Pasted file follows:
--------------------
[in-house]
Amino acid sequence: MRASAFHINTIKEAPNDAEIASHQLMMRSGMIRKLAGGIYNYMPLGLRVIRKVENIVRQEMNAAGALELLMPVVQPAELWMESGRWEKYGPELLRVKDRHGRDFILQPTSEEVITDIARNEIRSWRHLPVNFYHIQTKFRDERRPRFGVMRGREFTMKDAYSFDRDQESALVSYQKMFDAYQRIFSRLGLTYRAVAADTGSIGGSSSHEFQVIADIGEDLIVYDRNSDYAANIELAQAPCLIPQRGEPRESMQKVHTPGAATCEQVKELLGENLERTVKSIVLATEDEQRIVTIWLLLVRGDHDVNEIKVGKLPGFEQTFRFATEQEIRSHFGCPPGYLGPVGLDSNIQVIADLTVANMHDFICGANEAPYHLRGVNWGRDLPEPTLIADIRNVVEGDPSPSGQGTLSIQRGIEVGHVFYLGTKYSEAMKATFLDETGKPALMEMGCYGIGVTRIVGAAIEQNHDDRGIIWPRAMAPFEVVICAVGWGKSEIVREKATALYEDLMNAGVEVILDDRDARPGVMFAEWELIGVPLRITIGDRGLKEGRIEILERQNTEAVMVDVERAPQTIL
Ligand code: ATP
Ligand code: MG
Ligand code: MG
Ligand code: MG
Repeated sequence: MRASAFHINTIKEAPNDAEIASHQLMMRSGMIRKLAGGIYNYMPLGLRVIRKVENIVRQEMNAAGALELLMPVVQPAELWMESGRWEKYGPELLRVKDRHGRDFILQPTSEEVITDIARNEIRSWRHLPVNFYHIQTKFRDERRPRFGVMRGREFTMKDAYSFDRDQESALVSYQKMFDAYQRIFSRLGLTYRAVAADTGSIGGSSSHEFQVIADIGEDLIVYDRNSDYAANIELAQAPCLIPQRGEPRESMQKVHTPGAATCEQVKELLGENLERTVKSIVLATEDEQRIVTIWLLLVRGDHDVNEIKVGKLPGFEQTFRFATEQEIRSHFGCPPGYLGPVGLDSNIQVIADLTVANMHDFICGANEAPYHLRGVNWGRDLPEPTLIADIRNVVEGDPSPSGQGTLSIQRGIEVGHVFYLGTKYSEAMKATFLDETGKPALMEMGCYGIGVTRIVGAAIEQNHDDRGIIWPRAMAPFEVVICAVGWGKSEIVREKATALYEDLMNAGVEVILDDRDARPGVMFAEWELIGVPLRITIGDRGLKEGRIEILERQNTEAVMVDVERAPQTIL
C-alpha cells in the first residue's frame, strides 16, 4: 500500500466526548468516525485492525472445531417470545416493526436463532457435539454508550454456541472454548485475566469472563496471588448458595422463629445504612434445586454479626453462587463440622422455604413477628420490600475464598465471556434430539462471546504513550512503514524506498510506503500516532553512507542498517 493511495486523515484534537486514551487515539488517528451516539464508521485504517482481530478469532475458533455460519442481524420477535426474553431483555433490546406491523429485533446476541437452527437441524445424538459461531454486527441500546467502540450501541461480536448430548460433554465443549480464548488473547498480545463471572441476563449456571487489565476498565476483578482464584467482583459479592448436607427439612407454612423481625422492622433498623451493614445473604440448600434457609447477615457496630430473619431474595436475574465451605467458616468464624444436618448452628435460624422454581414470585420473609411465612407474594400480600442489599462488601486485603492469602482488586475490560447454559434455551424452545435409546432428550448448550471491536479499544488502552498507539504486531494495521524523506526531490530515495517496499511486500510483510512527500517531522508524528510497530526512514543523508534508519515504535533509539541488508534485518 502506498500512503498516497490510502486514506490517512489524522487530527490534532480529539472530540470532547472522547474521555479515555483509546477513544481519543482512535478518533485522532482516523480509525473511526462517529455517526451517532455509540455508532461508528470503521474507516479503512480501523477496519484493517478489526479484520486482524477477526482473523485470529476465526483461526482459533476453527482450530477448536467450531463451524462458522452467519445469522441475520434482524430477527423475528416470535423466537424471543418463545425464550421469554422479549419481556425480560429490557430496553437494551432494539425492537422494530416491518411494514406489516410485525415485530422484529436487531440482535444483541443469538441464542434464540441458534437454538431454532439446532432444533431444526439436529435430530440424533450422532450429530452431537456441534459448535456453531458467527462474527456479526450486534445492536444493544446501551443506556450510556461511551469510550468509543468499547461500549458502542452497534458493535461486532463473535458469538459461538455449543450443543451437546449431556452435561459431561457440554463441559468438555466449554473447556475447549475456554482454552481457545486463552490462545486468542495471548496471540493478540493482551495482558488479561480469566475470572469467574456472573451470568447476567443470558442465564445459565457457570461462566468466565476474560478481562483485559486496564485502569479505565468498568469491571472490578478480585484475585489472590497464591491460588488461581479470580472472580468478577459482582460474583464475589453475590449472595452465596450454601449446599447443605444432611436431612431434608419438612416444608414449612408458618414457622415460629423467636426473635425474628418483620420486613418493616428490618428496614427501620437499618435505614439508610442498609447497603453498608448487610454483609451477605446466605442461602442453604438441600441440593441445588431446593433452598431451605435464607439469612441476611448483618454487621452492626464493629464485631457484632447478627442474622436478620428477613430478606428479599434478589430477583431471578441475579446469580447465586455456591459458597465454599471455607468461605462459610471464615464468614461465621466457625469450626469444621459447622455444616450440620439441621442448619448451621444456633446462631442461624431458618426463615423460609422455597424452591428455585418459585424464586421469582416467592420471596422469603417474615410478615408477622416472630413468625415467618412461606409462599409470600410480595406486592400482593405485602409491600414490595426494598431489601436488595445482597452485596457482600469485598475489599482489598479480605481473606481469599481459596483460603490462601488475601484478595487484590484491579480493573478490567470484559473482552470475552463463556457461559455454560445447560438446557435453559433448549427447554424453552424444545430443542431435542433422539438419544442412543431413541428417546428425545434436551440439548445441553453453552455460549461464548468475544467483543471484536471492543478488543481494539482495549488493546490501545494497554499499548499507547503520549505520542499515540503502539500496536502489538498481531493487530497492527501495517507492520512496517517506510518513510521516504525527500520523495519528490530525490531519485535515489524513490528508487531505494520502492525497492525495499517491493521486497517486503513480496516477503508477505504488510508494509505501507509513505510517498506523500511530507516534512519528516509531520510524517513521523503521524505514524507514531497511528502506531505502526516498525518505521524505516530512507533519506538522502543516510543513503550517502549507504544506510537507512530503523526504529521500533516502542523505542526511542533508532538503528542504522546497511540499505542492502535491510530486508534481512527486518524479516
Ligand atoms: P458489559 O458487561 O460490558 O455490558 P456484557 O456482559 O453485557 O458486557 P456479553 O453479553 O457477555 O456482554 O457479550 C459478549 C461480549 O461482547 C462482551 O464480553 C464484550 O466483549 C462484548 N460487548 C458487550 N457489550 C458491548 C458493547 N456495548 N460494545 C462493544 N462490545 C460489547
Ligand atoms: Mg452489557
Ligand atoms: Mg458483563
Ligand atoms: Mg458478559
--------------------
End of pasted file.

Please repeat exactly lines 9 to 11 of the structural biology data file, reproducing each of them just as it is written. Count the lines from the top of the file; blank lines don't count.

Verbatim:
Ligand atoms: P458489559 O458487561 O460490558 O455490558 P456484557 O456482559 O453485557 O458486557 P456479553 O453479553 O457477555 O456482554 O457479550 C459478549 C461480549 O461482547 C462482551 O464480553 C464484550 O466483549 C462484548 N460487548 C458487550 N457489550 C458491548 C458493547 N456495548 N460494545 C462493544 N462490545 C460489547
Ligand atoms: Mg452489557
Ligand atoms: Mg458483563